23 MARCH 1945, Page 20

Cardus on Composers

Ten Composers. By Nevile Cardus. (Cape, 8s. W.)

IN his love of both cricket and music, Mr. Nevile Cardus seemed in Manchester in the period between the two wars as a man born out of his time, an Elizabethan in the twentieth century. Not, as I must hasten to assure -my more literal-minded readers, that the Elizabethans cared or knew anything about cricket, but they were men of action who loved the arts more passionately than they have ever since been loved in England. The music critic of the Manchester Guardian was seduced to Sydney by cricket in the wake of an English XI, and he has stayed there since—to the great loss of English musical criticism ; but he has at least written a book, and we open it in some eagerness, wondering who Mr. Cardus's " Ten " will prove to be. Well, here they are : Schubert, Wagner, Brahms, Mahler Strauss, Cesar Franck, Debussy, Elgar, Delius and Sibelius. An odd assortment, you will think, and I do, too. The absence of any of the most interesting of our contemporaries— such as Bartok, Hindemith, Stravinsky, Prokoviev—must be regis- tered, and, since Mr. Cardus is one of the few reputable upholders of English composers, it is a pity he has not come out into the open about Benjamin Britten, William Walton, Arthur Bliss' Michael Tippet', Vaughan Williams, the late Philip Heseltine and Constant Lambert! But perhaps a second book is on its way?

In the meantime, a perusal of the present book shows amply what a sound, sensible, enlightened critic we have in Mr. Cardus. Even in defence of a bad lot he shows that he knows, as well as you or I do, the weaknesses of the composer he is championing ; he has not selected any one of these ten in order to attack him, or even to diminish his reputation, although he does head one chapter "Apology of a Wagnerian." The apology was due, but it has been made in acceptable terms, and he says in it that he is certain "I could persuade Constant Lambert or W. J. Turner to read this essay to the end were I to refrain from mentioning a single character in Wagner or a single emotional significance ; if, instead, I were to concentrate on Wagner's musical structure, or his form and physiology. . . ." This is not so, Mr. Cardus, as far as I am con- cerned. I cannot separate Wagner's musical structure from his significance, or his form and his physiology from his content. I think them all detestable. To me he remains quite uninteresting as a composer, and I believe that when he wrote in .a letter to Liszt that he couldn't compose, he hit the mark ; such a statement certainly proves that he was a musician after all and no worse a composer —I am willing to add—than Swinburne was a poet.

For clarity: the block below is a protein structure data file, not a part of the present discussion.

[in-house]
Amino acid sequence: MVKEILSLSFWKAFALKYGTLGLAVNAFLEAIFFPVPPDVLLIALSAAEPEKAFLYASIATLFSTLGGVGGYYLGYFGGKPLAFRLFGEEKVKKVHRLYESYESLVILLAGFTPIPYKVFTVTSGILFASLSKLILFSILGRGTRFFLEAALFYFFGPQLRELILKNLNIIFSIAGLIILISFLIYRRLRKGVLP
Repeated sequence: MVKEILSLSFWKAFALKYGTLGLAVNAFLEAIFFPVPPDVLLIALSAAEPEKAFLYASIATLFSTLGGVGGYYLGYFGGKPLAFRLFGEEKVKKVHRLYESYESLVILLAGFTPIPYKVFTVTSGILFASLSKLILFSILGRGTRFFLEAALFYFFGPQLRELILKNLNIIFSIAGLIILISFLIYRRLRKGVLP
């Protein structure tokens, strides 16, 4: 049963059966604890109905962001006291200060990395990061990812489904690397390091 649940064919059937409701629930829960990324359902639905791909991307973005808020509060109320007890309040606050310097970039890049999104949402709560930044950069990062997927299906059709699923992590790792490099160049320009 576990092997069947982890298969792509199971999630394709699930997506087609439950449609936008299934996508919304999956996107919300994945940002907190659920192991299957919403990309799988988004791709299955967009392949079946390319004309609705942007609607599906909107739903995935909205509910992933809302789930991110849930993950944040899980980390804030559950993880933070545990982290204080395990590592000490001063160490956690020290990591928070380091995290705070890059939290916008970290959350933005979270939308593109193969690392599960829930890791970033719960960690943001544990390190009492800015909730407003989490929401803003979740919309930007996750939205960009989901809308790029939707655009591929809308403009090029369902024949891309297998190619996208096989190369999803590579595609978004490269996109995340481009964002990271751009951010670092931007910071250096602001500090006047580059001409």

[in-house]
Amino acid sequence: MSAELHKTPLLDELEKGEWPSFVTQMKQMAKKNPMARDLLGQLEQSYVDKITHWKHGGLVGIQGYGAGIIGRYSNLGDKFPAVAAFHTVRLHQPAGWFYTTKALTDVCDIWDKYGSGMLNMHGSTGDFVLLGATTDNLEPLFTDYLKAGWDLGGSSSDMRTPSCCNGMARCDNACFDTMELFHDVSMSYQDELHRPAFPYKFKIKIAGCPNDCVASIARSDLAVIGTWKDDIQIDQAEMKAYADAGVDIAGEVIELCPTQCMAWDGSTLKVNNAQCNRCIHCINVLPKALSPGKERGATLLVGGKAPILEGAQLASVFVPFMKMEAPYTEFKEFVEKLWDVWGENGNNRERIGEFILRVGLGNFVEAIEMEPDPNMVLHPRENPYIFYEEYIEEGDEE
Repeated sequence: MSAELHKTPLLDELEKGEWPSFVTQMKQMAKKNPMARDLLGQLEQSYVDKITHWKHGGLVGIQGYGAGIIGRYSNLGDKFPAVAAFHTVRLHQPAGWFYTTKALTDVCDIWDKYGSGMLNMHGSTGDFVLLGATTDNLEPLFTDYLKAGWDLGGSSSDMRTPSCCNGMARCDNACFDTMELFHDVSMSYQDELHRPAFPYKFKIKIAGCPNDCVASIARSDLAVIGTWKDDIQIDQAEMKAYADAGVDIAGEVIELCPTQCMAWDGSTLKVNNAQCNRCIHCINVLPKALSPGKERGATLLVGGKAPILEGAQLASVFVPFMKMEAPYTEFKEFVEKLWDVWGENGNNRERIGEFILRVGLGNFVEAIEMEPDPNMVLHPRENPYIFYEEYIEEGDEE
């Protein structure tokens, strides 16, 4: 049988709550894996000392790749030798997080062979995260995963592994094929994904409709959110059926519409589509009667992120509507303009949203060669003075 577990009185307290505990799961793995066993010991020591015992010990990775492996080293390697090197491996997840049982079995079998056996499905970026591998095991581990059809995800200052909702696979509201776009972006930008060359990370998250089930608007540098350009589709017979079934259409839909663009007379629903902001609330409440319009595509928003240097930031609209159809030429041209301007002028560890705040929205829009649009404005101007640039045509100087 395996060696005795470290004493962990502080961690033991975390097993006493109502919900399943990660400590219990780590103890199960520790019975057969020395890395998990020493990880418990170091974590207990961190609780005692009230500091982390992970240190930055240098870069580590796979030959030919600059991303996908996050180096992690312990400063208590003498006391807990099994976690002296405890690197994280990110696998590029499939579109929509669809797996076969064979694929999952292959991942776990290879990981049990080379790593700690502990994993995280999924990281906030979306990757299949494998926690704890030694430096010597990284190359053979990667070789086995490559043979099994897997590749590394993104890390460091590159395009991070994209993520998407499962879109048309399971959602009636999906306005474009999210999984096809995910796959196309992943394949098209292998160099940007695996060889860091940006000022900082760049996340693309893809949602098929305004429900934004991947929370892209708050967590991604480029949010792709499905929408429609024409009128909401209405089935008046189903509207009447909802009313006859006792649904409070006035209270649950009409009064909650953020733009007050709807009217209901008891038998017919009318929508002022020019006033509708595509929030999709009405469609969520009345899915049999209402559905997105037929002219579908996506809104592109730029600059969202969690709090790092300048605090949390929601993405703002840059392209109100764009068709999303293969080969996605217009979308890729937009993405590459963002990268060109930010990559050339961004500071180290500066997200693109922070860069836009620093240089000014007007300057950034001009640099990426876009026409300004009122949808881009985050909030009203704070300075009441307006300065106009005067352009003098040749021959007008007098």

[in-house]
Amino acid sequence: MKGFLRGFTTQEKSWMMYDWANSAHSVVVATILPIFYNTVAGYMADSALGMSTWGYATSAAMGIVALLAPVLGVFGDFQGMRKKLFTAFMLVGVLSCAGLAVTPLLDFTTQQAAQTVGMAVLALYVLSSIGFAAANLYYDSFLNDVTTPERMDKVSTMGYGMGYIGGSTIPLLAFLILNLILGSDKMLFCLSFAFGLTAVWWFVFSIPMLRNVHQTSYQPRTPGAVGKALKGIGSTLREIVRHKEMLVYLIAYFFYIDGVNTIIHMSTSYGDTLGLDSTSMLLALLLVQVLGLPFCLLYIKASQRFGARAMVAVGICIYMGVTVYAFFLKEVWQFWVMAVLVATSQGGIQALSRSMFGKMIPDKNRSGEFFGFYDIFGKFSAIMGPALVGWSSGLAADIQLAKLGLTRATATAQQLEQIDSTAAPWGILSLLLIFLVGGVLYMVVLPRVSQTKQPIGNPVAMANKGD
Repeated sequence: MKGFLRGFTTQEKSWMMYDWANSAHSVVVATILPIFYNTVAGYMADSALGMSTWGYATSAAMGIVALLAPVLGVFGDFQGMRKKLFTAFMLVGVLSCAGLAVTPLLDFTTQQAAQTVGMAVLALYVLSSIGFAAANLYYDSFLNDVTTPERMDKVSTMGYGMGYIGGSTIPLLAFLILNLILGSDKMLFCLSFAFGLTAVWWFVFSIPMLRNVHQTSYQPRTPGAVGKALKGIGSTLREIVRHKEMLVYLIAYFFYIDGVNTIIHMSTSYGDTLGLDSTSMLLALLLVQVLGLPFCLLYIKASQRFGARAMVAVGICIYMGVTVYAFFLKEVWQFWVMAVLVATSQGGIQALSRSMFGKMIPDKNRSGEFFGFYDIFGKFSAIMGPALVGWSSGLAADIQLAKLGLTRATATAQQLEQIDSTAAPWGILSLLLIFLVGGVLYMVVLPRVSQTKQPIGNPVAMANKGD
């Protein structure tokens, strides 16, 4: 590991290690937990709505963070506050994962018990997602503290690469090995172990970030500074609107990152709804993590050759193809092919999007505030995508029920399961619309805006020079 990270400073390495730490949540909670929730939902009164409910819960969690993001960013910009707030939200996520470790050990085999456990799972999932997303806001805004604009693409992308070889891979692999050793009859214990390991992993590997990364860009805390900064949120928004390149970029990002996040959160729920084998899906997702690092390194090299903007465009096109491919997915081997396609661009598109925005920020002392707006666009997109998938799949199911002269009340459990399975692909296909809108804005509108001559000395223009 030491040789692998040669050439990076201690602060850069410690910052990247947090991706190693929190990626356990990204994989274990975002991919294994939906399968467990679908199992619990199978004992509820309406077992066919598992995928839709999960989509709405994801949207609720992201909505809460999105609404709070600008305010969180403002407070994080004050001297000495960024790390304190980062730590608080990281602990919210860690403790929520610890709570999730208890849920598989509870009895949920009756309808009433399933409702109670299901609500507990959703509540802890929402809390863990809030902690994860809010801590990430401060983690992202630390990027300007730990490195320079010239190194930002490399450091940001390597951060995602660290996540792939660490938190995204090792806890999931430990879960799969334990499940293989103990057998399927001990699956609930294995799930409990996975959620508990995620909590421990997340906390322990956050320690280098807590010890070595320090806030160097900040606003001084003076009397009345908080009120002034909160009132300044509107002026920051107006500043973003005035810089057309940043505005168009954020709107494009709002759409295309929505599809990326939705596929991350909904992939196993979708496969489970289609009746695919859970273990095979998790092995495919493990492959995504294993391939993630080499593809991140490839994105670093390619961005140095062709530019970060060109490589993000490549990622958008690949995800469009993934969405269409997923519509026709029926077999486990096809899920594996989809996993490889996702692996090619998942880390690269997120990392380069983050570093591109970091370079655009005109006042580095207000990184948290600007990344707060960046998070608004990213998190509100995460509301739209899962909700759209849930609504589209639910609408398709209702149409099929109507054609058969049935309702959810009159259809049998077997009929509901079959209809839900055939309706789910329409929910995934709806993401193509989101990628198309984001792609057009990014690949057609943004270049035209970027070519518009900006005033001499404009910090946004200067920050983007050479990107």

But read Mr. Cardus on the question whether Schubert lacked the power of design, on Sibelius, on Delius, on Richard Strauss and, above all, on Debussy. And it is very odd, indeed, that a man who can so finely appreciate the austerity, the pure musical virtue and

vitality of Debussy can be so tolerant of so much of Elgar's music. A Wagnerian must admire Gerontius, a musican can admire Falstaff, the Violin Concerto and the "Enigma" Variations yet who but a Midland patriot or the late Dr. Hans Richter could admire those symphonies with all their banalities?. Surely this is a bit (and the only bit) of pure provincialism on Mr. Cardus5s part? But I ought to add, finally, that his essay on Delius has weakened my antipathy to that composer more even than Sir Thomas Beecham's lifelong advocacy. It is a soundly reasoned defence.